On what would have been Virginia Woolf’s 136th birthday, we’ve compiled some of the quotes that best encapsulate the premise behind her 1929 extended essay: that women are not afforded the same advantages as men; that their creativity is stifled; and that, to be frank, the food they get at college is bad.
Allow these tidbits to convince you that A Room of One’s Own should be high on your must-read list (and reflect on how disturbing it is that they still resonate today).
1/ Anything may happen when womanhood has ceased to be a protected occupation.
2/ All this pitting of sex against sex, of quality against quality; all this claiming of superiority and imputing of inferiority, belong to the private-school stage of human existence where there are 'sides,' and it is necessary for one side to beat another side, and of the utmost importance to walk up to a platform and receive from the hands of the Headmaster himself a highly ornamental pot.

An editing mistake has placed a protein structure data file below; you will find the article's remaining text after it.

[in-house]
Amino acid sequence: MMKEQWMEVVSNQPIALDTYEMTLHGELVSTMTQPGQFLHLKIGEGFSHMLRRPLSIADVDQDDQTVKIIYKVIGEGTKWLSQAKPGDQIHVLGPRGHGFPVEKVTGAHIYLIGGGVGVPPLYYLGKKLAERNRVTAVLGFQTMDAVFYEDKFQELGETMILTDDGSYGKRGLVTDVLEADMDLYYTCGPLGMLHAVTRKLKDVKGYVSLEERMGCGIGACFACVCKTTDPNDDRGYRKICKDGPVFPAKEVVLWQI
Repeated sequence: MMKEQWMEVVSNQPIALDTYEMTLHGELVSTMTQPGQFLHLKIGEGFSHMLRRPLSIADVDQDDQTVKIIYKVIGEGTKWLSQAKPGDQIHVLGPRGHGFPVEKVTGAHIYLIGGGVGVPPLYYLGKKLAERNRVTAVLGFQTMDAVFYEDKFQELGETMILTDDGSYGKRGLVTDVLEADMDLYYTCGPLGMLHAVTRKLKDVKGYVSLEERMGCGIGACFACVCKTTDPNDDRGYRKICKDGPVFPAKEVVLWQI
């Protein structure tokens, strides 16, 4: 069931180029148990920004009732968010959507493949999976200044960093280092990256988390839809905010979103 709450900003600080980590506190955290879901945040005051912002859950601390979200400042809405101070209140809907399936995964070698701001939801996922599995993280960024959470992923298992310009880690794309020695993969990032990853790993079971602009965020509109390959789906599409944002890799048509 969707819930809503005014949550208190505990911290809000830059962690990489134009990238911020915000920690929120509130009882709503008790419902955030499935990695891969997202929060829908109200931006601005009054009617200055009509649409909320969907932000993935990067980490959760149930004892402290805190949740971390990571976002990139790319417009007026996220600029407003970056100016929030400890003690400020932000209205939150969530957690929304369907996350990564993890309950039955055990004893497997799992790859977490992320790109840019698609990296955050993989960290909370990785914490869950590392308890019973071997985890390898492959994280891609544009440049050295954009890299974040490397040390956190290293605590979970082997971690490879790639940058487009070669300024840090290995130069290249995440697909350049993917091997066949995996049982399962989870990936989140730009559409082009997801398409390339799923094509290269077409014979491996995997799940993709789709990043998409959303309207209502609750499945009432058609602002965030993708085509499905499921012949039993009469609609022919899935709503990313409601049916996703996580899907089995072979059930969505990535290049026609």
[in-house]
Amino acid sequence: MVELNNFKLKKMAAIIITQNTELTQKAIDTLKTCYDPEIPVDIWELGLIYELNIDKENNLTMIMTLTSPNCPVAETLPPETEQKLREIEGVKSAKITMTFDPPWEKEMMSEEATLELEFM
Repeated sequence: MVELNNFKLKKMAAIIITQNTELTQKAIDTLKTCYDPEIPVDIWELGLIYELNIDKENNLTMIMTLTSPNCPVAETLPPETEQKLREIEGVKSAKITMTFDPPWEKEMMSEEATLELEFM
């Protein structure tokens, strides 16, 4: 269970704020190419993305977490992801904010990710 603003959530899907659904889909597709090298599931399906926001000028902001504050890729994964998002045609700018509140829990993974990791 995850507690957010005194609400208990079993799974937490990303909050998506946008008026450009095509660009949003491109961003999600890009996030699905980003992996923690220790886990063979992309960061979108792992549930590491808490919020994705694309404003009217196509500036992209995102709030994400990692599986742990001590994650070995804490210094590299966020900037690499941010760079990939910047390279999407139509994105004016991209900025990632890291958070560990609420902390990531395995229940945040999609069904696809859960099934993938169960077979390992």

3/ The history of men's opposition to women's emancipation is more interesting perhaps than the story of that emancipation itself.
4/ Lock up your libraries if you like; but there is no gate, no lock, no bolt that you can set upon the freedom of my mind.
5/ Who shall measure the heat and violence of a poet's heart when caught and tangled in a woman's body?
6/ Anon, who wrote so many poems without signing them, was often a woman.
7/ Literature is strewn with the wreckage of those who have minded beyond reason the opinion of others.
8/ A woman must have money and a room of her own if she is to write fiction.
9/ One cannot think well, love well, sleep well, if one has not dined well.